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Date: Sun, 6 Sep 2015 10:24:16 +0300
From: Solar Designer <solar@...nwall.com>
To: discussions@...sword-hashing.net
Subject: Re: [PHC] Where do authors get these numbers?

On Sun, Sep 06, 2015 at 07:28:44AM +0100, Samuel Neves wrote:
> On 09/06/2015 07:16 AM, Dmitry Khovratovich wrote:
> > What CPU exactly are you testing on? That one has 2.1 GHz. We detected quite big difference in cycle/byte performance on similar CPU with different frequencies.
> 
> Cycles per byte are meant to be independent of the CPU frequency. When external memory gets involved, things do get a
> little more complicated, though.
> 
> Is it possible that such differences are caused by Turbo Boost? Some processors overclock more than others; in
> particular, a 2.1 GHz 4600U chip will overclock to 3.3 GHz, whereas a (say) 3.5 GHz 4770k chip will 'only' overclock to
> 3.9 GHz. Thus the former chip's timings will be significantly more distorted by Turbo Boost than the latter's, even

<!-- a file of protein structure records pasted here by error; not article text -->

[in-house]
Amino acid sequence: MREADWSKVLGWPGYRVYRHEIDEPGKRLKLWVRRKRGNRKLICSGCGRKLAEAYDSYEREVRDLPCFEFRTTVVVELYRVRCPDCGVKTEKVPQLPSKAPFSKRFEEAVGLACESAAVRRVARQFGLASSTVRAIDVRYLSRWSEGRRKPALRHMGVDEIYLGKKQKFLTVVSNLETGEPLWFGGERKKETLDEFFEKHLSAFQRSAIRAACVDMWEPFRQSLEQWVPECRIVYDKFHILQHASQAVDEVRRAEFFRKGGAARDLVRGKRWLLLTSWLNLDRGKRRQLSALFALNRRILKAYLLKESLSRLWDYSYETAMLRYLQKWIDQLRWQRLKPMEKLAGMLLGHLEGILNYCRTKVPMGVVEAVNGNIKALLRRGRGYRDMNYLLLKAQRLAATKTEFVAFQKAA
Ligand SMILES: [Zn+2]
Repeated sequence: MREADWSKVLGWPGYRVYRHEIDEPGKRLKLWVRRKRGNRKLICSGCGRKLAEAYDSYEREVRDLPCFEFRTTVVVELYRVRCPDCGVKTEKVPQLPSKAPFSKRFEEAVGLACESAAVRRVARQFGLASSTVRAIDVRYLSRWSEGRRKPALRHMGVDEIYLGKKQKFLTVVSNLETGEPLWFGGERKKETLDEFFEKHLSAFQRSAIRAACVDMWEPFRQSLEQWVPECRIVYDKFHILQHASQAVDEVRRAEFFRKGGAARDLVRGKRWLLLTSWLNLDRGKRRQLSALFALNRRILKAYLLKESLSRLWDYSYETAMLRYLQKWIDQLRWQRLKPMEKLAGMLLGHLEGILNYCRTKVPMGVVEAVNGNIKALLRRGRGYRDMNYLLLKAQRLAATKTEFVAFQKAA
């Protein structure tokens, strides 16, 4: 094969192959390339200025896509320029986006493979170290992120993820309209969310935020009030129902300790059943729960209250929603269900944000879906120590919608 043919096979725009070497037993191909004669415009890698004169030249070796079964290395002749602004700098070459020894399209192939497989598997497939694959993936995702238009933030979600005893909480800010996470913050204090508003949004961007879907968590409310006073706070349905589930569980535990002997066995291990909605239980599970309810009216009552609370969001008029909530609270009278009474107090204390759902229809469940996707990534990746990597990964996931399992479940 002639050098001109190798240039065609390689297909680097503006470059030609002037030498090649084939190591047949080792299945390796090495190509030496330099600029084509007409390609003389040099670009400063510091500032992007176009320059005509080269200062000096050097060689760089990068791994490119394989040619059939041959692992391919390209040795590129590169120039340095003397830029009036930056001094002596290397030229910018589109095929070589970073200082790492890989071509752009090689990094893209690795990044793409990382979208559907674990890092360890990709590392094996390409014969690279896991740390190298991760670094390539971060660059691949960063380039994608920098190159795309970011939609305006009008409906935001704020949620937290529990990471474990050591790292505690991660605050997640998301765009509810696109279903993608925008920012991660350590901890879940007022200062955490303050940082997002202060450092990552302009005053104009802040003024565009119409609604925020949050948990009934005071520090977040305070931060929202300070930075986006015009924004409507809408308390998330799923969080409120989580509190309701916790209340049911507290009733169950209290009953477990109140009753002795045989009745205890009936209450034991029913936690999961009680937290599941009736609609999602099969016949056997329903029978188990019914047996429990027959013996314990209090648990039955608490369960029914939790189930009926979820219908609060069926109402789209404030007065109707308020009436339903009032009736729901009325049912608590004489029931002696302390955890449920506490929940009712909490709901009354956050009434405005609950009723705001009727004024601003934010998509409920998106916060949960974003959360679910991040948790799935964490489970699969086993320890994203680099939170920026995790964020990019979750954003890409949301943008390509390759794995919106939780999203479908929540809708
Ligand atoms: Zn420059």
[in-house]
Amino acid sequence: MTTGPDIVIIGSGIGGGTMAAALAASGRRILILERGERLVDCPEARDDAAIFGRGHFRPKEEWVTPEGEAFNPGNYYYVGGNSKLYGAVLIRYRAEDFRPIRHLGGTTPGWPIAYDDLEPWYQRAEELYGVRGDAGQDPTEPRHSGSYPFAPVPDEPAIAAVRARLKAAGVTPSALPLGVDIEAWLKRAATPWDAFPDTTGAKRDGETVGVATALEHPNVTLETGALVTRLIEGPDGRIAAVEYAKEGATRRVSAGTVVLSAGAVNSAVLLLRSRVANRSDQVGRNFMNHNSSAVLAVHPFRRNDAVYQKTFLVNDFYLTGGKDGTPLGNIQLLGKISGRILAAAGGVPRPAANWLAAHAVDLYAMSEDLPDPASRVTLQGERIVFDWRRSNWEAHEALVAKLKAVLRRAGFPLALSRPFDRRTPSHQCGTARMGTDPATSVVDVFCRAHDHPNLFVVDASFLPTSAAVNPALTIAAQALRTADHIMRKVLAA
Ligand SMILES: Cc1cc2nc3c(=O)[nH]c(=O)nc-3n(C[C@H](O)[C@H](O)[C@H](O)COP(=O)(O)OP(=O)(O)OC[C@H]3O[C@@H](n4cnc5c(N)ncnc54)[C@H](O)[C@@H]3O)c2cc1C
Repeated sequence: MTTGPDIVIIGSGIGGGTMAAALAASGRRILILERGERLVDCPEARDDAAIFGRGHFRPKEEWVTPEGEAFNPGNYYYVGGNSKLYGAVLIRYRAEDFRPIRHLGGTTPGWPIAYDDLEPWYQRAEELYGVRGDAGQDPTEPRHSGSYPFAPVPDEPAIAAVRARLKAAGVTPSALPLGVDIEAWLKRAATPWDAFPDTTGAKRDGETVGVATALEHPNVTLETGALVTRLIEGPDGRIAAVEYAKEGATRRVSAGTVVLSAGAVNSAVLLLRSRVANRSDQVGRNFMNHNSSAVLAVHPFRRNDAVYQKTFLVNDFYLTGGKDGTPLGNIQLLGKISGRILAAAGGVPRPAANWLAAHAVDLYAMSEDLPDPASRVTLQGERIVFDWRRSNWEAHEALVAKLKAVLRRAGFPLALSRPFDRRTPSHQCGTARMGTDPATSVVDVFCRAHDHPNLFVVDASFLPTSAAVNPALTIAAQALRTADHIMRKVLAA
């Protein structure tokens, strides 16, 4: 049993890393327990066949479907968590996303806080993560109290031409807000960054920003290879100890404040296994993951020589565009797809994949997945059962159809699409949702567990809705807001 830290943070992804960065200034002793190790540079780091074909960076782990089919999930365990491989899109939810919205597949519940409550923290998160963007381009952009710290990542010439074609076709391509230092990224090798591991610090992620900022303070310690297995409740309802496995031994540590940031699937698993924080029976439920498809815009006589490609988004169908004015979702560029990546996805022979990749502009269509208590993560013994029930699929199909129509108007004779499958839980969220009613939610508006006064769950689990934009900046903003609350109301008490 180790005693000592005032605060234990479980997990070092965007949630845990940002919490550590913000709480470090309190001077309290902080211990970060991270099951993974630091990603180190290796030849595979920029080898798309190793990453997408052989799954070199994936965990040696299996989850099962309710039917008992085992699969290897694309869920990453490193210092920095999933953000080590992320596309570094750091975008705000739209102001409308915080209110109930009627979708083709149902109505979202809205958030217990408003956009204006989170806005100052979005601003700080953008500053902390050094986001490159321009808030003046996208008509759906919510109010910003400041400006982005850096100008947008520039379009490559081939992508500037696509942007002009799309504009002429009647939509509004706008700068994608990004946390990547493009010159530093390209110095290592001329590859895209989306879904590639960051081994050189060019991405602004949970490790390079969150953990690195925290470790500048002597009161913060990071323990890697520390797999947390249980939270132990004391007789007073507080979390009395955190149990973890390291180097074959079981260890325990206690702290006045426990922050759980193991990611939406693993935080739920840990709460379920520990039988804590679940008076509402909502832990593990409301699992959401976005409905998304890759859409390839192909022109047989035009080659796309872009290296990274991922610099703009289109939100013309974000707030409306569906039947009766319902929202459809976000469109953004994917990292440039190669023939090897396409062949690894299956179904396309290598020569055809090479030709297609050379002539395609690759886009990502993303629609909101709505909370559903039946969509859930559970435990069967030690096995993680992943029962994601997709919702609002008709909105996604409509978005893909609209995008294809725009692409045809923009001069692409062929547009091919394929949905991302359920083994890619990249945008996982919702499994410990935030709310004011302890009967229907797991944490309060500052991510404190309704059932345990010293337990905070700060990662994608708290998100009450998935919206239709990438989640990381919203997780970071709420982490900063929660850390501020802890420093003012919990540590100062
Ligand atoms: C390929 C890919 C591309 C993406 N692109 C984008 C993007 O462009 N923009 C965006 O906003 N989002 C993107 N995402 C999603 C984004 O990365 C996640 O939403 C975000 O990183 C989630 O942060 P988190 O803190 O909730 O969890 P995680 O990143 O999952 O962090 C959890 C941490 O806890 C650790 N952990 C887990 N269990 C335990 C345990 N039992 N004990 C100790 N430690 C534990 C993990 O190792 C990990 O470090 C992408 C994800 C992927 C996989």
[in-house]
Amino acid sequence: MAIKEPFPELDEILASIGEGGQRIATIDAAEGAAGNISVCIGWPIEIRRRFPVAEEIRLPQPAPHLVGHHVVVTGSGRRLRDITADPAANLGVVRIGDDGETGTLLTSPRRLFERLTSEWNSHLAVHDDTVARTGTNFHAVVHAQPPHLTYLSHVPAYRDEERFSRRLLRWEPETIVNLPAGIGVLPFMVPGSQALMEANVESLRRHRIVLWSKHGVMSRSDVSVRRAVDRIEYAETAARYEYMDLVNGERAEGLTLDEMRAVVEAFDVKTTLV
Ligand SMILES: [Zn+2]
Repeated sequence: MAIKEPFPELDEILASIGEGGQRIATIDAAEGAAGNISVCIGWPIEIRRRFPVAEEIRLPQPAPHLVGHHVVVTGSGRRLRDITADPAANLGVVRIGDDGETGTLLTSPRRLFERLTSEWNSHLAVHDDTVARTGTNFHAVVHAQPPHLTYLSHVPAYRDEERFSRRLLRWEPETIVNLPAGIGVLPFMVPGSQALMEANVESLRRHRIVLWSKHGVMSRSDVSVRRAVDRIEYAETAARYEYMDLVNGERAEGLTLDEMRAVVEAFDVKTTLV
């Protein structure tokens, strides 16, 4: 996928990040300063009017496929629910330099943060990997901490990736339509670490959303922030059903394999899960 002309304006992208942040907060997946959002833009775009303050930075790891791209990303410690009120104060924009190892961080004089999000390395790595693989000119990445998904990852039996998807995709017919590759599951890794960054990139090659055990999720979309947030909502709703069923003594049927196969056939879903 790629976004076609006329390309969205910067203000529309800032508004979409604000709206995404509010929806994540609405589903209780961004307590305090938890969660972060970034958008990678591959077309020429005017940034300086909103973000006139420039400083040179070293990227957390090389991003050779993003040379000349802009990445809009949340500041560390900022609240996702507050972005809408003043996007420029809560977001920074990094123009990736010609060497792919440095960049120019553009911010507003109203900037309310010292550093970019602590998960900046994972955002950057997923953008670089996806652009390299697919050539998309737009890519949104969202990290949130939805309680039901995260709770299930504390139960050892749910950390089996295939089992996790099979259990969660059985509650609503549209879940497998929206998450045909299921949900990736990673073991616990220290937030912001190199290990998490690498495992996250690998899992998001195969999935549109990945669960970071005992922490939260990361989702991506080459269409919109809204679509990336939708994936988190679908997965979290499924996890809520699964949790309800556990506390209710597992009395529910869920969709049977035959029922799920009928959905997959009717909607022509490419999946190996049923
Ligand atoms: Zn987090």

> though they should both report roughly the same cycle-per-byte value in theory.

A solution is to measure the actual frequency with the intended number
of cores under load (same number as in the target code's benchmark),
verify it against the CPU documentation, and if it matches (it does for
me, on many different CPUs), then just use that and not the CPU's base
clock rate for calculating cycles per byte, etc.

Wikipedia has convenient tables, and so far I haven't found any errors
in them.  For 4600U:

https://en.wikipedia.org/wiki/List_of_Intel_Core_i7_microprocessors#.22Haswell-ULT.22_.28SiP.2C_dual-core.2C_22_nm.29

2.1 GHz + either 9 or 12 turbo bins (100 MHz each), so 3.0 GHz with both
cores in use, 3.3 GHz with 1 core in use.

CPUs usually do run at the max turbo rate for the given number of cores
in use.  In my testing so far, this is always the case for 1 core in
use, and is usually the case for all cores in use.

Alexander

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